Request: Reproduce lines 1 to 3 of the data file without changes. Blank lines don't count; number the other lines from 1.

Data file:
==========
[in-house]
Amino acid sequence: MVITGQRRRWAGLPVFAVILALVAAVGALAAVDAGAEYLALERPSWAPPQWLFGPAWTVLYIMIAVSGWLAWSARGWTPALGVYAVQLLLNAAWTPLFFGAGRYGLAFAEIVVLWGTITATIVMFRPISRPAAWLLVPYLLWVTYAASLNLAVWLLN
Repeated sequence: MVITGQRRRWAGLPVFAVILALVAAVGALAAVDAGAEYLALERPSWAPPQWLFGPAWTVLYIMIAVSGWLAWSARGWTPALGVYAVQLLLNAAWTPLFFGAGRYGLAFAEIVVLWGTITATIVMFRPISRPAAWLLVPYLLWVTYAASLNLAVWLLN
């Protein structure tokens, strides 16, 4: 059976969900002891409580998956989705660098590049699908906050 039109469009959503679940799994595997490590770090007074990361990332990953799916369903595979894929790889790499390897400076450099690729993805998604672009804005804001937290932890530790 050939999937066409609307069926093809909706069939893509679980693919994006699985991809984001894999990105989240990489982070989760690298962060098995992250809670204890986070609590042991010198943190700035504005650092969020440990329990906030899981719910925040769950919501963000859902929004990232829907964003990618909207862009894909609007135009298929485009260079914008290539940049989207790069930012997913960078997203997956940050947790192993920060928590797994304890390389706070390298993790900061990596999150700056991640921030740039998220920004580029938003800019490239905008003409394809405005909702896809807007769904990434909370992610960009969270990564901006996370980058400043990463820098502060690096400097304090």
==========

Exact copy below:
[in-house]
Amino acid sequence: MVITGQRRRWAGLPVFAVILALVAAVGALAAVDAGAEYLALERPSWAPPQWLFGPAWTVLYIMIAVSGWLAWSARGWTPALGVYAVQLLLNAAWTPLFFGAGRYGLAFAEIVVLWGTITATIVMFRPISRPAAWLLVPYLLWVTYAASLNLAVWLLN
Repeated sequence: MVITGQRRRWAGLPVFAVILALVAAVGALAAVDAGAEYLALERPSWAPPQWLFGPAWTVLYIMIAVSGWLAWSARGWTPALGVYAVQLLLNAAWTPLFFGAGRYGLAFAEIVVLWGTITATIVMFRPISRPAAWLLVPYLLWVTYAASLNLAVWLLN